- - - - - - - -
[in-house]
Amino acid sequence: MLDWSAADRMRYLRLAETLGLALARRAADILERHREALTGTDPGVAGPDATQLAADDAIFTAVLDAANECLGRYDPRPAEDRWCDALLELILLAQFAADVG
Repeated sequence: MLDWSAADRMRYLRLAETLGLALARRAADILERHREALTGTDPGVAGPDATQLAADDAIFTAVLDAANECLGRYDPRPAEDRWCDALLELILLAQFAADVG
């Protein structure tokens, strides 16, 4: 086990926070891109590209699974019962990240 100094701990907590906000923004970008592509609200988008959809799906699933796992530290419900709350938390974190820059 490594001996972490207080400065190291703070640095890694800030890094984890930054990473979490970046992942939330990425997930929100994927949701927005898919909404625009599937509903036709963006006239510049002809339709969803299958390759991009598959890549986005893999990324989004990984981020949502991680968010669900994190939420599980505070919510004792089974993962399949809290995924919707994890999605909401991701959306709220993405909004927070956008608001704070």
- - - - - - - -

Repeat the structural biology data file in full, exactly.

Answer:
[in-house]
Amino acid sequence: MLDWSAADRMRYLRLAETLGLALARRAADILERHREALTGTDPGVAGPDATQLAADDAIFTAVLDAANECLGRYDPRPAEDRWCDALLELILLAQFAADVG
Repeated sequence: MLDWSAADRMRYLRLAETLGLALARRAADILERHREALTGTDPGVAGPDATQLAADDAIFTAVLDAANECLGRYDPRPAEDRWCDALLELILLAQFAADVG
């Protein structure tokens, strides 16, 4: 086990926070891109590209699974019962990240 100094701990907590906000923004970008592509609200988008959809799906699933796992530290419900709350938390974190820059 490594001996972490207080400065190291703070640095890694800030890094984890930054990473979490970046992942939330990425997930929100994927949701927005898919909404625009599937509903036709963006006239510049002809339709969803299958390759991009598959890549986005893999990324989004990984981020949502991680968010669900994190939420599980505070919510004792089974993962399949809290995924919707994890999605909401991701959306709220993405909004927070956008608001704070």